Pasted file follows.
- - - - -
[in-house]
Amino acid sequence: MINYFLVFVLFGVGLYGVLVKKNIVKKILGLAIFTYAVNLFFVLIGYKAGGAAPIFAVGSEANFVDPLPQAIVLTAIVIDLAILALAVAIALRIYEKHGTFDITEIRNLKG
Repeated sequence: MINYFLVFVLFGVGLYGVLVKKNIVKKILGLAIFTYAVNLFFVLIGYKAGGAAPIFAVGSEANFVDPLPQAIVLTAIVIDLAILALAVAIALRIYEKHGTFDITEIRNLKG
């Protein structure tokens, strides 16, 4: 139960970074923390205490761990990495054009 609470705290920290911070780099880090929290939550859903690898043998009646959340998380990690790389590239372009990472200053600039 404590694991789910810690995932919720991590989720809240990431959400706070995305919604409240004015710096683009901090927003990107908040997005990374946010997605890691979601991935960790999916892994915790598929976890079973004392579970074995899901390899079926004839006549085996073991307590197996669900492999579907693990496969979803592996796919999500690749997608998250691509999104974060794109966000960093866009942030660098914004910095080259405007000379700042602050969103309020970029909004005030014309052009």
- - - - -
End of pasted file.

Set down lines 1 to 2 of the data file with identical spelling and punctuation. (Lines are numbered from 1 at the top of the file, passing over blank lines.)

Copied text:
[in-house]
Amino acid sequence: MINYFLVFVLFGVGLYGVLVKKNIVKKILGLAIFTYAVNLFFVLIGYKAGGAAPIFAVGSEANFVDPLPQAIVLTAIVIDLAILALAVAIALRIYEKHGTFDITEIRNLKG